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Russian-Turkish Gambit 17 octobre 2012

Posted by Acturca in Middle East / Moyen Orient, Russia / Russie, Turkey / Turquie.
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BBC Monitoring Former Soviet Union (UK) Wednesday, October 17, 2012
Source: Rossiyskaya Gazeta website, Moscow, in Russian 17 Oct 12

By Fedor Lukyanov *

« Do you think the incident with the Syrian aircraft will affect Russian-Turkish relations? » my colleague at a major university, who I found myself next to during an international conference in Istanbul three days ago, asked anxiously. « I certainly wouldn’t want it to, for they are so important to us…. » I could only reply that, if Ankara does not inflate this affair itself, Moscow will hardly want to do so. The professor doubtfully shook his head: Quite a few Turkish intellectuals disapprove of the government’s policy, which, instead of bringing « zero problems with the neighbors, » as promised a couple of years ago by foreign policy ideologue Ahmet Davutoglu, has brought sharp complications all around the perimeter. Russia had remained until recently almost the sole exception.

Russian-Turkish relations have experienced a boom since the start of the 21st century. It is a matter not only of large-scale energy projects (although a partnership between a major supplier and the most important transit power appears perfectly natural) and the potential of reciprocal markets and investments. Despite a long history of wars, Russia and Turkey are united by one similarity. The two countries, which were for centuries participants in European history and politics, never found themselves at their nucleus but remained at a distance from those who considered themselves the « real » Europe. This is topical even today: The EU keeps both Moscow and Ankara at a distance, although there was a time when both countries sought (albeit in different ways) to flow institutionally into Europe. In both Russia and Turkey today there has been a sharp increase in Euroskepticism and the secret desire to prove to the Old World how mistaken it was in its disdain.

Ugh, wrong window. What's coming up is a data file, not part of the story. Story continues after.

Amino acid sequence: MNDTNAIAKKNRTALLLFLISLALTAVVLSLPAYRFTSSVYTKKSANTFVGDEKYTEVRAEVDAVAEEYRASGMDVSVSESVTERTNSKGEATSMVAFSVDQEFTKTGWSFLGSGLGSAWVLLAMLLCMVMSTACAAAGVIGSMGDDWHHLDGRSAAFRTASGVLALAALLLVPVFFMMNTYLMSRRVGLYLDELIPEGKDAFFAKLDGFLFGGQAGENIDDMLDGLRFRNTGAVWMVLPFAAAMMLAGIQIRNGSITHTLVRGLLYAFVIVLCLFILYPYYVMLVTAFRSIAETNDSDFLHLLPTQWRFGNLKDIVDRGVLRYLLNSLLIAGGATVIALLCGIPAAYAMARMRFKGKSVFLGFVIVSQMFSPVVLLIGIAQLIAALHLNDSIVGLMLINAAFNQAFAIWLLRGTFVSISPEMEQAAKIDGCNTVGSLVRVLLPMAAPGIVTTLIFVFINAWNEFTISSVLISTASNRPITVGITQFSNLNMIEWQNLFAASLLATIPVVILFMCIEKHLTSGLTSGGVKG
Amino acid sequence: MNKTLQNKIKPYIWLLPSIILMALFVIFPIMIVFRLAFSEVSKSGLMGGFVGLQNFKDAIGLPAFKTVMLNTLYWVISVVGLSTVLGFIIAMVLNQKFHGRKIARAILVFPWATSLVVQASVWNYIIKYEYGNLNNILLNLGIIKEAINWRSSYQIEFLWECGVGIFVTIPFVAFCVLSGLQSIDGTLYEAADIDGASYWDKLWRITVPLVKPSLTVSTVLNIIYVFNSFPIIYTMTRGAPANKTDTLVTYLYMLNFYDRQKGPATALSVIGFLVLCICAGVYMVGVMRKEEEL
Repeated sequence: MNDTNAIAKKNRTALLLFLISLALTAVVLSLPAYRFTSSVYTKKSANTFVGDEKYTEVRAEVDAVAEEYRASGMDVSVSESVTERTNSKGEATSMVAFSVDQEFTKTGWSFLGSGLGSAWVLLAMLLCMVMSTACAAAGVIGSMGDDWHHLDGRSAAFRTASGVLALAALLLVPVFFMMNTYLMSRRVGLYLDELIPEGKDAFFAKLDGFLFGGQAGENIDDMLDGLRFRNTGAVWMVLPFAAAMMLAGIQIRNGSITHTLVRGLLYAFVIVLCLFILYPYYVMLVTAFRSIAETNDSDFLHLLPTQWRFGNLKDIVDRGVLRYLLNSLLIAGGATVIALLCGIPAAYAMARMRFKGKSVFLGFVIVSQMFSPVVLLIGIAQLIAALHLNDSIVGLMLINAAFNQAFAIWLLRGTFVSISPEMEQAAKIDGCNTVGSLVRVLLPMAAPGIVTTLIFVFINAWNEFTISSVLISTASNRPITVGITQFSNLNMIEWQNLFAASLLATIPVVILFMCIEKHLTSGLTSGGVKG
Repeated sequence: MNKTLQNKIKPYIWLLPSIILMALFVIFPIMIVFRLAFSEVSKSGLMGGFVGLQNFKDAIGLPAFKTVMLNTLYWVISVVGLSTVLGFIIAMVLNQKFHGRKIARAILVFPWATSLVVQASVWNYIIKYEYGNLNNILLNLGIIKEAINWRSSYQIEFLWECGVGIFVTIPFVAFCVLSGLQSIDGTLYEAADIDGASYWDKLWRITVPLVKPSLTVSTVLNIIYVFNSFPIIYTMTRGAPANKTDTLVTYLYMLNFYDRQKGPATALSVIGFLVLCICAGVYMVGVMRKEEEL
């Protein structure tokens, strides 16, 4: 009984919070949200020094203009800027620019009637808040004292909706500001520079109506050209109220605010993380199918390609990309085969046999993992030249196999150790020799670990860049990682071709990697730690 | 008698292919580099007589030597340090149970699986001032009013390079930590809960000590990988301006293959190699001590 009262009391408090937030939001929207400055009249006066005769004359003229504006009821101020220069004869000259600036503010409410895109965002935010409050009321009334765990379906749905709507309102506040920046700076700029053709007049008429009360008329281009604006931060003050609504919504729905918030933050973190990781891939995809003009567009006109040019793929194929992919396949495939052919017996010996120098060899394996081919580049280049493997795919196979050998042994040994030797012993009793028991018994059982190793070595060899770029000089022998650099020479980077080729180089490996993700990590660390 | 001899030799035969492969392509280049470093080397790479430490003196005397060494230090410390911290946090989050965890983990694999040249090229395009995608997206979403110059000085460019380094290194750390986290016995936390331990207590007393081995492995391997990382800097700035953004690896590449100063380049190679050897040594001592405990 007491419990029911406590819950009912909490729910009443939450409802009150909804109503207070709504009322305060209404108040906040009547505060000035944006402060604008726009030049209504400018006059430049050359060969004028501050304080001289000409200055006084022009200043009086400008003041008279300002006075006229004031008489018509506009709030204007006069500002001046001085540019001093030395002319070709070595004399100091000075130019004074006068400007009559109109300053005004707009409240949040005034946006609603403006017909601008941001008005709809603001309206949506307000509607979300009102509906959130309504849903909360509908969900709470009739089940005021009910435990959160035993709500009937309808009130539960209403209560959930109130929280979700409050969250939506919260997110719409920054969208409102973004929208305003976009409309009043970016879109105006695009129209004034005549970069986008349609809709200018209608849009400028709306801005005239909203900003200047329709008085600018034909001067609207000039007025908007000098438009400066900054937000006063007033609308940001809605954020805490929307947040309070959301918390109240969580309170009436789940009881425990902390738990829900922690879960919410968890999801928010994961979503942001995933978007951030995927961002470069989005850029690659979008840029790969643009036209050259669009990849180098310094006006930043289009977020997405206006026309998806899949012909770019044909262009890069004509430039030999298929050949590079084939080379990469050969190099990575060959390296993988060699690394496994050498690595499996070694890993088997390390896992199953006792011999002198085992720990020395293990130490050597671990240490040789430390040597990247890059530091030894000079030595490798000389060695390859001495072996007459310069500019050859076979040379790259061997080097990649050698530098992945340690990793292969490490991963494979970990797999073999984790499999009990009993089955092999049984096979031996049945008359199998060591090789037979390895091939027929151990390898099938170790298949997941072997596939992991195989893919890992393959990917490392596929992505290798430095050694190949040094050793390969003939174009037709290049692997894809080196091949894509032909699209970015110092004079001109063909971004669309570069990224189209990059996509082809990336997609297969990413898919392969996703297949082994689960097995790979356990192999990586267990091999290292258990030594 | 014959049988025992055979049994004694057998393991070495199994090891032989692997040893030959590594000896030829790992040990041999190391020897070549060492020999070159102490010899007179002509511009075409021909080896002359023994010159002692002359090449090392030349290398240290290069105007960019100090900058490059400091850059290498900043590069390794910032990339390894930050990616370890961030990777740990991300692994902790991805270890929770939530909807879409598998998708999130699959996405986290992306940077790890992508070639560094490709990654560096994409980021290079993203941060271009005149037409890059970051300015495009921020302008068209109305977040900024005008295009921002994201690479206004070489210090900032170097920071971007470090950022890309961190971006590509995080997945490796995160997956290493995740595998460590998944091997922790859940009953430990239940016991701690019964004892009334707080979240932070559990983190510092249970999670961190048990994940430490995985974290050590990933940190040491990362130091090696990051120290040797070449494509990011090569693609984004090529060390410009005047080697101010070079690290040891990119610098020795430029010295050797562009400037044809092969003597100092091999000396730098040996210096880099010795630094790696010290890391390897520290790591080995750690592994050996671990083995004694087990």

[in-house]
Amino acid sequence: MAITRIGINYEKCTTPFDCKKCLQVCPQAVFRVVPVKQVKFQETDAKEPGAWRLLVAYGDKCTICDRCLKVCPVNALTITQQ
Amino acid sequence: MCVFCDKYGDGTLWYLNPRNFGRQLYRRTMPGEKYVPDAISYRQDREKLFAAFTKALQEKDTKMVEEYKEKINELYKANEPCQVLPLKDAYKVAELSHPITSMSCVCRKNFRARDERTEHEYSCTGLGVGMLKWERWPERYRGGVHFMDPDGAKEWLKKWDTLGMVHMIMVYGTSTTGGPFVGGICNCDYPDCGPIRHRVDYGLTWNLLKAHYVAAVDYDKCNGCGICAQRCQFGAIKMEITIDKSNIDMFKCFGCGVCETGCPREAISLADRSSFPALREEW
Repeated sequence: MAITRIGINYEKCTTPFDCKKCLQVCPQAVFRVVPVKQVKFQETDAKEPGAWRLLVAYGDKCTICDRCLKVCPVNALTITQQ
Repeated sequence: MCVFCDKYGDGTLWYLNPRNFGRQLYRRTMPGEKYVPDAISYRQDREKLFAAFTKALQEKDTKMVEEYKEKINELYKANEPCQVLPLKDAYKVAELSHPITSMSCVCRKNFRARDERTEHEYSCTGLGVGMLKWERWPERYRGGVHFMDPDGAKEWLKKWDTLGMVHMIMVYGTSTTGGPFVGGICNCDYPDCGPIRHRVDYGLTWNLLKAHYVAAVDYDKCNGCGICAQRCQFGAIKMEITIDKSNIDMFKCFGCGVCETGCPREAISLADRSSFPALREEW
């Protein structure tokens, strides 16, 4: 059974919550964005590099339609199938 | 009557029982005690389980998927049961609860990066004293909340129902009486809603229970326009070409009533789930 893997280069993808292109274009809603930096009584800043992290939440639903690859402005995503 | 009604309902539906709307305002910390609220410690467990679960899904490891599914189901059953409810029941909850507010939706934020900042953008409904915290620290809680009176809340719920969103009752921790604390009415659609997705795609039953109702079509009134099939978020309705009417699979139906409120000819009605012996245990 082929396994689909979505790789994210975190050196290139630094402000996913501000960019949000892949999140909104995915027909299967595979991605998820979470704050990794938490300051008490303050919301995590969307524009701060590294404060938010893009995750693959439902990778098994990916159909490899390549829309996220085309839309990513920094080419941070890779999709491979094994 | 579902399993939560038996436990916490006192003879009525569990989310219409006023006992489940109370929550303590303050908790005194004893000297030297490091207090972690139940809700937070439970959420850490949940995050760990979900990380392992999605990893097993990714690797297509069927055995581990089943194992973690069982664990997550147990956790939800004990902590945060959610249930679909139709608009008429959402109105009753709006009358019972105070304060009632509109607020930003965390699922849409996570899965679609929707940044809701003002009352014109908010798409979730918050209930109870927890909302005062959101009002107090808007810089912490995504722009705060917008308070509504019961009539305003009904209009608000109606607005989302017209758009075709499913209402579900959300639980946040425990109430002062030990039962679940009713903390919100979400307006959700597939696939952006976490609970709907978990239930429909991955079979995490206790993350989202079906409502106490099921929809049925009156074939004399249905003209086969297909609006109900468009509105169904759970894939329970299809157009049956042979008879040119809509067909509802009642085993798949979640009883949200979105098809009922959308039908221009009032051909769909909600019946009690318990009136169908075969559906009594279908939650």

Hitherto the sides have managed to separate acute disagreements over the Syrian question from the main bulk of relations. However, the incident with the aircraft from Moscow, which was forced to land by the Turkish Air Force, is threatening to become a point after which damage will become inevitable. According to the German magazine Der Spiegel, the information about the freight from Russia, which provided the grounds for the Turkish authorities’ actions, was passed to Ankara by American intelligence. Some commentators perceived a cunning plan in this – to create a situation in which « business as usual » between Russia and Turkey will be impossible. Washington has long been looking without any delight at the way Turkey, which only recently was a superloyal NATO member, is trying to develop its own activeness in all directions, including by arranging special relations with Russia.